Kyle Hutley sits at his desk.

When he was in high school, Kyle Hutley’s college and career plans weren’t set in stone.

As he approached his senior year at Parsons High School, he had some thoughts about engineering and some about business. His dad has a bachelor’s in business administration with a major in management, and in talking to his father throughout the process, he learned the degree is really broad and you could do a lot with it. Since he wasn’t set on any particular field, he decided to follow in his father’s footsteps at college and then he would let it take him down what every career path it led after acquiring his degree.

After graduating in 2017 from PHS, Hutley went to Pittsburg State University where he pursued his bachelor’s degree in business management. “I worked outside of that area for a few years. I worked at Power Flame and did CAD engineering work and then moved to a bank and worked there for about a year doing some loan analysis stuff and dealt with customer profiles and things like that,” Hutley said. “Throughout that whole stretch, I kind of had the thought in the back of my head that I wanted to teach, even like in my junior year of college, but by that time I thought I was too far in. I thought it would be too late to switch, too hard to switch.”

That sense that he should be doing something different would well up in him, and his thoughts could not be quieted that were telling him being a teacher would be awesome, and that he would enjoy it. He decided to try to stick it out where he was and see if he could silence those inner voices. “And here we are,” Hutley said, as he sat behind his desk in his classroom at Parsons Middle School, where he teaches keyboarding, multimedia and computer applications. “I saw this position and applied for it and I luckily got my foot in the door to where I am going back to school to get my Transition to Teaching, and getting my educational block finished up,” Hutley said.

He is doing that through Fort Hays State taking evening courses online.  So, essentially, Hutley dove into the deep end of the pool with having never taught or subbed, guided only by a deep sense it is what he is meant to be doing with his life, and the help of some other professionals in the field. He married a teacher this month, Ally Hicks. Her mother is a teacher, and his wife’s uncle is a teacher, so he has a lot of mentors to turn to. He said he works through his plans and talks to those mentors, just about every night.

“So far it’s been pretty good,” Hutley said. “I think it has started off pretty good. With me having so much to learn, it is just going to be a trial-and-error situation for the first semester, because that is as long as my classes are. They are semester classes.

“It’s figuring out what works, and what doesn’t work, and just learning that way.”

He has been advised that everyone says the first year is the toughest.

“If I’m stressed or having tough days, I just try to think about that,” Hutley said. “There’s a lot to learn and stuff to build on.”

To make this dream happen, Hutley, a former American Cornhole League Pro, stepped out of the pro circuit. “This year I thought about trying to get back into the pro circuit. I took last year off and this year, just because of the new job changes. At some point I’m going to get back into it,” he said. “I still try to play in a lot of the local stuff. I still try to get to Wichita, Kansas City at least once or twice a month and play in those regional events and making conferences and stuff. The big ones where you have to take off Thursday, Friday and Monday, I’m not doing a whole lot of, especially with getting married this year and taking a week off for that. I’m saving my days and playing when I can, but it is taking a backseat for now until I have some time and get used to the new schedule and everything.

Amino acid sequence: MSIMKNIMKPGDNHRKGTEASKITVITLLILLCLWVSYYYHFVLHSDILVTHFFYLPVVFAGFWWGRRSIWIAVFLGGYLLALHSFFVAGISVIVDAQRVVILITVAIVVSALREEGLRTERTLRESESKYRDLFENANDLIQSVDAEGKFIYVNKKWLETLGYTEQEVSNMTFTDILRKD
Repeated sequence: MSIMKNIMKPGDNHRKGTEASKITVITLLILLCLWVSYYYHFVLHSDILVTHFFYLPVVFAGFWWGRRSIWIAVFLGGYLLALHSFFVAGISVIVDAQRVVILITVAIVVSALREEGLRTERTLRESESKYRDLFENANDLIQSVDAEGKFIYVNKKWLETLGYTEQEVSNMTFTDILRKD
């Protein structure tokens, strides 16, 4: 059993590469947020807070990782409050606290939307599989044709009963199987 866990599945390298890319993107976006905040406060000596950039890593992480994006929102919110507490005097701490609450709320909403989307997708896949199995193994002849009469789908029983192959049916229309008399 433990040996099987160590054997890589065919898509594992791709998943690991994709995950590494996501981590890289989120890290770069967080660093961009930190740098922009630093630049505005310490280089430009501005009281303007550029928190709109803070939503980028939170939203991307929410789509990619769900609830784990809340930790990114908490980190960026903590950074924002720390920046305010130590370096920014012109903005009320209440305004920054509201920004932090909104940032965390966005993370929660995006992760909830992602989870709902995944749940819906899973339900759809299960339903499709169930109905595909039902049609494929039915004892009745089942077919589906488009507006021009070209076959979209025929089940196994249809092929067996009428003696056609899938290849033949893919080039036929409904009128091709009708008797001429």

He said it definitely helps that there are games he can make a quick day trip to without burning his whole weekend, to keep his skills honed and enjoy the competition.

“Those are almost more fun to me anyway rather than being gone all weekend, getting back and being tired and then be right back to another work week,” Hutley said. “I kind of enjoy just picking and choosing the ones I want to go to. It’s more fun and I feel like it makes me play better.”

Hutley reflected on where he is and what helped him to reach this place in his life. Part of it was the teachers in Parsons who influenced him while growing up. 

 “What I liked a lot about going to school here is there was a handful of teachers in each building that you went to that were really passionate and really caring about this job and really cared for the students. Those teachers make a bigger impact than I think some of them realize,” he said. “To have an opportunity to possibly be one of those teachers for the students was definitely one of my goals. Debbie Shaffer works in this building and still, to this day, she is one of my favorite teachers I ever had. I had her in fifth grade. Just growing up and having those teachers that made you feel comfortable, that made you feel seen, just really made school more fun, more entertaining, and a better place to be.” 

 “If I can help at least one students have a better day ‑hopefully more than one, but at least one ‑I feel like I’ve already done half my job right there, because teachers, I think they are not only here to teach materials, but we also play a big part in being an adult figure that the kids can look up to and be a good role model to. Some of these kids may not have a good role model at home, or any, so this is a place where they can come and see good role models that can really change someone’s life,” Hutley said. “If I can do that, that would be awesome.”